When Margaret Aldrich, MA �85, became the University�s new assistant vice president for University Advancement in charge of the Alumni Affairs Office and executive director of the Alumni Association last fall, she immediately saw the need to fill two critical positions: director of alumni programs, an existing post vacant for more than a year, and the new position of assistant director of Alumni Affairs for membership and marketing.
Aldrich was able to report to the University and the Alumni Association board of directors on Feb. 27 that the search processes are successfully completed, with Melissa A. Samuels joining the University as its new director of alumni programs and Cynthia "Crickett" Thomas-O�Dell as assistant director for membership and marketing.
Samuels was recently the interim director and permanent assistant director of alumni relations at RPI, where she built a comprehensive volunteer relations program. It included identification, database management, communication, education, recognition and recruitment components.
"Melissa has an extensive background of aiding organizations in the development of volunteer relations programs, publication management, program development and special event planning," said Aldrich. "She is a truly valuable addition to Alumni Affairs."
Thomas-O�Dell most recently served as director of admissions at Sage Graduate School/The Sage Colleges. "While there, she was recognize for achievements in increasing enrollment and new territory development," said Aldrich. "She has a record of accomplishment in recruiting techniques and financial aid strategies, a strong background in both marketing and membership-development, and a great amount on enthusiasm, energy, and leadership."
Aldrich added that, "we are proud of the team we are building in Alumni Affairs, and we are looking forward to working with the Alumni Association to build membership, volunteerism and greater participation."
Joseph Sarfoh, chair of the Department of Africana Studies, stands in front of the parliament building in Pretoria, South Africa. Sarfoh recently visited several parts of the country to explore potential study abroad and faculty exchange programs with South African universities. The trip was made possible by a two-year, $90,000 grant he received from the U.S. Department of Education for the University�s Africana Studies Curriculum Enrichment project.
The University at Albany is currently a Carnegie Research II university and that is an admirable ranking. However, we have the potential, through the excellence of our faculty and its research, to achieve Research I status. The Master Plan, by focusing on the University�s academic and research strengths and allowing us to physically coordinate our efforts, gives us the distinct opportunity to move up another step toward being among the greatest public universities in the country.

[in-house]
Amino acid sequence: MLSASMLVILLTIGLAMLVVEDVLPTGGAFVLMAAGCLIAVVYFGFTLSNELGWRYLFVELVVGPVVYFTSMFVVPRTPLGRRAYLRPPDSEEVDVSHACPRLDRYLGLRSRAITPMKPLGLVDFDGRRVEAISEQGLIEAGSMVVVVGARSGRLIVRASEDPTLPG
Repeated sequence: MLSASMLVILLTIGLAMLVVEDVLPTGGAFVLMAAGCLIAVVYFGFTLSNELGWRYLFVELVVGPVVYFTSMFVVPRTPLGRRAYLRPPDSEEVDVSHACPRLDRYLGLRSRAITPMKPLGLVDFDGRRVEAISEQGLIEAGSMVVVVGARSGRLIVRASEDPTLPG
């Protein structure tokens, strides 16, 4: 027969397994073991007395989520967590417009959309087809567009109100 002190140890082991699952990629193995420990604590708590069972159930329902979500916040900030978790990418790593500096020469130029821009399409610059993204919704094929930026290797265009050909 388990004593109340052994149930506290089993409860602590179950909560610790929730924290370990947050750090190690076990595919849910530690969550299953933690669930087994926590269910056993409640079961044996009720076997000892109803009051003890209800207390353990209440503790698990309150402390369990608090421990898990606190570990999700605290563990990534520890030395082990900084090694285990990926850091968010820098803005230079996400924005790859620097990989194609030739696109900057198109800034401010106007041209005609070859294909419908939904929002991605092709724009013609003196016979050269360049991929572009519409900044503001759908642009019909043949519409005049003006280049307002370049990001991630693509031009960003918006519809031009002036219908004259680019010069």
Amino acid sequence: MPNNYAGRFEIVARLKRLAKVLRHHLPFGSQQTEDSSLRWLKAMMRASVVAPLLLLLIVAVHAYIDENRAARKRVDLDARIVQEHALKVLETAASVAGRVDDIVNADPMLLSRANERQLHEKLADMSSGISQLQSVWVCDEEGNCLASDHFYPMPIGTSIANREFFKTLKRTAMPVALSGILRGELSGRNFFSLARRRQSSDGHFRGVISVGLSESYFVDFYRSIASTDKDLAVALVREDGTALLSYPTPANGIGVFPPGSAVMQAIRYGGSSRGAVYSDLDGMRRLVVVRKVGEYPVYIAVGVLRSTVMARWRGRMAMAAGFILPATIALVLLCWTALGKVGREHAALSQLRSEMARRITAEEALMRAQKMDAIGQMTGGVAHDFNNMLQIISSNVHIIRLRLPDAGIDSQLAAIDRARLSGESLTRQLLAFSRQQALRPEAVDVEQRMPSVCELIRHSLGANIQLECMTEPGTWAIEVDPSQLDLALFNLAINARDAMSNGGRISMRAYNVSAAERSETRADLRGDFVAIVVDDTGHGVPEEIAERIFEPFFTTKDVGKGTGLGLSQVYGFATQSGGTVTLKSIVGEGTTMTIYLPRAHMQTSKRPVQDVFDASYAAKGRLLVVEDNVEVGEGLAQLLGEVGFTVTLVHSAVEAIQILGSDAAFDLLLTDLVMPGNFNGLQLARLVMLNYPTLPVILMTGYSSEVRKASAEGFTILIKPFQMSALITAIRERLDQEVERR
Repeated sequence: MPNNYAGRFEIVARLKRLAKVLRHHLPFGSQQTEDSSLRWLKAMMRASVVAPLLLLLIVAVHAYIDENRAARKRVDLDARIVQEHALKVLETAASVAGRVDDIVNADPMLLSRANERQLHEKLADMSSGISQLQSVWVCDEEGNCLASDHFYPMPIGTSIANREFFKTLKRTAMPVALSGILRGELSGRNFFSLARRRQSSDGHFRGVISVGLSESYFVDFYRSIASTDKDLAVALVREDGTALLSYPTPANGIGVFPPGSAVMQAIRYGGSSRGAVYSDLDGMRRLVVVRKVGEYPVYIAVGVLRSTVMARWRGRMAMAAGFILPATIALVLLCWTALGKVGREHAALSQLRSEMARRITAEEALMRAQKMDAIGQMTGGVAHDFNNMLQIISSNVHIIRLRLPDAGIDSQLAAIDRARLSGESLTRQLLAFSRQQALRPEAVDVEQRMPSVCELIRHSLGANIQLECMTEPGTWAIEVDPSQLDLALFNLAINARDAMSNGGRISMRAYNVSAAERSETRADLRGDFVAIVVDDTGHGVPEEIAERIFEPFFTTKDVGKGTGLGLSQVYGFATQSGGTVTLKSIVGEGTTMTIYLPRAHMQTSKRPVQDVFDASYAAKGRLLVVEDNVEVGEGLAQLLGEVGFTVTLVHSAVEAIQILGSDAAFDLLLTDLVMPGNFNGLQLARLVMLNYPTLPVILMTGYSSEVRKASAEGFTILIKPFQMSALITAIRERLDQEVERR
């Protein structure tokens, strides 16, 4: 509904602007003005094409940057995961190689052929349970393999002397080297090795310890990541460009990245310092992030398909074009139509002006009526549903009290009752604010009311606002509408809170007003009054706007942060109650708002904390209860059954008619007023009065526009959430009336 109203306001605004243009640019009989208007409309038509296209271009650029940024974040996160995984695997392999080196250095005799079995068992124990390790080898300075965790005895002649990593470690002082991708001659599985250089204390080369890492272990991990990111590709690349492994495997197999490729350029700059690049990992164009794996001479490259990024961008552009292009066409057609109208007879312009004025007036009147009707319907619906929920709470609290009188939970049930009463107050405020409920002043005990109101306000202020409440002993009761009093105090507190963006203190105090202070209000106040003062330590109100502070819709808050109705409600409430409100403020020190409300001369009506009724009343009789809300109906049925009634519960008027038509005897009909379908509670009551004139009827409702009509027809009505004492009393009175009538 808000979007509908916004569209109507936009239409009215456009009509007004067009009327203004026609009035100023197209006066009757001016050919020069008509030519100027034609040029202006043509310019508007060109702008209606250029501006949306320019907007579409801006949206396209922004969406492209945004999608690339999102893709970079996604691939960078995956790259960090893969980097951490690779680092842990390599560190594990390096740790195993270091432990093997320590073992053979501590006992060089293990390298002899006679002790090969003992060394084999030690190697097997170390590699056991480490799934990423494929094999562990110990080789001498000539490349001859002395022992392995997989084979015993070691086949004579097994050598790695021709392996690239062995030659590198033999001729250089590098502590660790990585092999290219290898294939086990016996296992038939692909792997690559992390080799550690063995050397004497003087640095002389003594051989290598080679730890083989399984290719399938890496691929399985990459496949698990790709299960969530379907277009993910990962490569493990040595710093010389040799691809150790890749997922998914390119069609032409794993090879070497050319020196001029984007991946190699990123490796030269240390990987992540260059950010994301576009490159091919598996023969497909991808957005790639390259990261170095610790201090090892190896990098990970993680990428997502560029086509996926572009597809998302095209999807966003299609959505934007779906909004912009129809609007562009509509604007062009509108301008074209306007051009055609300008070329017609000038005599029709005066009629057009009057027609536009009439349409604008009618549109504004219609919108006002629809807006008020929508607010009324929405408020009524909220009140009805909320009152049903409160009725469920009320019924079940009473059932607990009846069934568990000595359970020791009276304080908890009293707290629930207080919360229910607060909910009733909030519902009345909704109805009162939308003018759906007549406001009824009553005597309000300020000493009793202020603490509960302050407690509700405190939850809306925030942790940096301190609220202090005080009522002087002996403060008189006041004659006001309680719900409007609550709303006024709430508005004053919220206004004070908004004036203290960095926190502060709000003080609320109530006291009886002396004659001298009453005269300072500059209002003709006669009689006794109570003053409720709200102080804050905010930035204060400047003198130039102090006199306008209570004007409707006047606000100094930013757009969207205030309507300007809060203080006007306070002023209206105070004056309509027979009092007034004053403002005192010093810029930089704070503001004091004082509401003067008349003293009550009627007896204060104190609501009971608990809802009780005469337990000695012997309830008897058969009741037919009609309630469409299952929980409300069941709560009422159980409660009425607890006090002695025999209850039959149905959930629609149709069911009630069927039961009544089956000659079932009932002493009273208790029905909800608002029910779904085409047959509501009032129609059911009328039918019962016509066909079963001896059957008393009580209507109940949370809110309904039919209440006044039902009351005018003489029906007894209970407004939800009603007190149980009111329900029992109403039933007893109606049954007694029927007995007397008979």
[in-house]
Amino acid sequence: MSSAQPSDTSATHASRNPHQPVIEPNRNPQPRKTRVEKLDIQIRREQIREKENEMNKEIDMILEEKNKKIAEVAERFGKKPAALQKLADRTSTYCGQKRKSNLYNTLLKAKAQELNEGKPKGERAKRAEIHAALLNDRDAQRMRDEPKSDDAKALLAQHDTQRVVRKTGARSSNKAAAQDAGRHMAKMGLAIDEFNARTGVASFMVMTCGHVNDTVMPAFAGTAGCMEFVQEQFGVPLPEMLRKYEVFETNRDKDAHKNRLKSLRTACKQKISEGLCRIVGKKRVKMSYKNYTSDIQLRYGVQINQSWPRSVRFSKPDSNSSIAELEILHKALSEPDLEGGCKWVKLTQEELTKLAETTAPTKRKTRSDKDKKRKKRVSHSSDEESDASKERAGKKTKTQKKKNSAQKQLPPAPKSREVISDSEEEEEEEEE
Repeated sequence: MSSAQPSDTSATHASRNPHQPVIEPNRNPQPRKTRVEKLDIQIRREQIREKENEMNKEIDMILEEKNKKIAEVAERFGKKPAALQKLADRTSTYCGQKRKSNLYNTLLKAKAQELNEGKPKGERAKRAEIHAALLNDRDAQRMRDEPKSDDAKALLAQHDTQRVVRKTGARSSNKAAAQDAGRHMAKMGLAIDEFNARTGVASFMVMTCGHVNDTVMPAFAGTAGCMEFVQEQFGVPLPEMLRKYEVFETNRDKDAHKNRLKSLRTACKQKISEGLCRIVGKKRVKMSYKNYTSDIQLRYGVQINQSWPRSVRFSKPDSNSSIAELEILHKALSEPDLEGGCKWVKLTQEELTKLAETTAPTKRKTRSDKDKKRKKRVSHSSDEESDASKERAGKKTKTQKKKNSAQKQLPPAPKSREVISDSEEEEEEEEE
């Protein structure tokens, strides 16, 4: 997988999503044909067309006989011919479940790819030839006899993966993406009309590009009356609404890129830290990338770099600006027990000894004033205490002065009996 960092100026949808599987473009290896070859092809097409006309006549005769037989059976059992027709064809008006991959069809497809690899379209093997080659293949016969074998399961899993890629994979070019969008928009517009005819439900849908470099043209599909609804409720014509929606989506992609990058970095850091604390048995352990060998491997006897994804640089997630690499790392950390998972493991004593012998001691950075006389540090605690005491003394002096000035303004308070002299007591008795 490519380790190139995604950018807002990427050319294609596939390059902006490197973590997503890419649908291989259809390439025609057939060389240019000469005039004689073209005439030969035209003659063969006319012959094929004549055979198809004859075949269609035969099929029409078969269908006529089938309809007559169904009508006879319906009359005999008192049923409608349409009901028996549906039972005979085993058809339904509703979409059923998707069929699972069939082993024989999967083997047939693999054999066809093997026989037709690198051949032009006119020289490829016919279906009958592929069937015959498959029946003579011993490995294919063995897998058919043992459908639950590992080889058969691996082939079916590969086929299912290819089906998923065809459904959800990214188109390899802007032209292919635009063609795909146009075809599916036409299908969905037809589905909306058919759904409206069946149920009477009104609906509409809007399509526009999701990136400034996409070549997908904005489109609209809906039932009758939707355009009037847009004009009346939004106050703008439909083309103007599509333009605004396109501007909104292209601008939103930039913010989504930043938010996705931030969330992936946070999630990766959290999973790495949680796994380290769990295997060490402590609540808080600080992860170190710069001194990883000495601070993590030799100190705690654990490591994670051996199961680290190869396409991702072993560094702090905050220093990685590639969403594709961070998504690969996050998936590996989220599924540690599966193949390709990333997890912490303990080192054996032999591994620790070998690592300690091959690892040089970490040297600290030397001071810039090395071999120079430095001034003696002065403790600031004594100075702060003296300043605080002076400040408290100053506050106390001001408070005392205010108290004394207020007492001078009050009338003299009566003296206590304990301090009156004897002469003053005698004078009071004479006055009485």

The Master Plan�s designs for a state-of-the-art Life Sciences facility, greater academic and research space for the social sciences, expansion of CESTM, and additional high quality and flexible lab and classroom space for all disciplines will be aimed at forging a more collaborative effort than we�ve ever had at Albany. It will build on our strengths as a flagship SUNY campus, create the utmost efficiency in terms of where people are located, and best allow us to share our strengths with each other as colleagues.
From my personal standpoint, computer and computation science complement the sciences of all other disciplines. Integrated with high speed advanced computers and networks, I foresee a greater integration with the scientific communities here and with the scientific communities statewide and nationwide.
As a department, after the Master Plan process is complete, computer science will be physically more suited to engage in cross-disciplinary education, with all the science faculties working closer together. Computer science in particular requires understanding of its application to all the disciplines. Through the coordination of scientific efforts that students will witness here, these students will realize more profoundly the very nature of science.
When you combine the physical changes that are going to make this campus more attractive, and more defined and impressive as a university community, with the enhanced ability to conduct meaningful collaborative study, the result for the entire campus is going to be one of great pride. We are creating a vision here, one that will enable us to attract more of the top-rated students in the Northeast and elsewhere. To know that our campus was regularly bringing in more of the kinds of kids that regularly go to a state university like Berkeley would put me in seventh heaven � and why not?
Xavier A. Fernandez, 94, professor emeritus of Spanish, died on Nov. 23, 1997, in Fort Meyers, Fla.
An internationally recognized scholar with respect to Classical Spanish Theater, particularly the dramas of Tirso de Molina, Fernandez was believed to be the first person to teach Spanish on television. Prior to joining the faculty at the University, he taught at Russell Sage College, Skidmore College, and the United States Military Academy at West Point. He was fluent in eight languages, and authored more than 40 books.
Born in San Clodio, Spain, he earned a doctorate in theology from the Gregorian University in Rome, Italy; a licentiate in Canon law from Catholic University in Washington, D.C.; and a doctorate in romance languages from Columbia University.